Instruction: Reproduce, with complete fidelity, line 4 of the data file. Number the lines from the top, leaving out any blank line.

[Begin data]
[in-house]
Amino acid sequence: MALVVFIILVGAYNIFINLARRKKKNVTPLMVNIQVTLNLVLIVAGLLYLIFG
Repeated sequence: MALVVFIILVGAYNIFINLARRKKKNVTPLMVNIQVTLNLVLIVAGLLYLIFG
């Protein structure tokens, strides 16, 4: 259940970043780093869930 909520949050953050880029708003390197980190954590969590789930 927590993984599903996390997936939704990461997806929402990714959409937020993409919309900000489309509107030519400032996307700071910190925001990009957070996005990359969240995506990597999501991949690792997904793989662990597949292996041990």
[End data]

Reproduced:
């Protein structure tokens, strides 16, 4: 259940970043780093869930 909520949050953050880029708003390197980190954590969590789930 927590993984599903996390997936939704990461997806929402990714959409937020993409919309900000489309509107030519400032996307700071910190925001990009957070996005990359969240995506990597999501991949690792997904793989662990597949292996041990």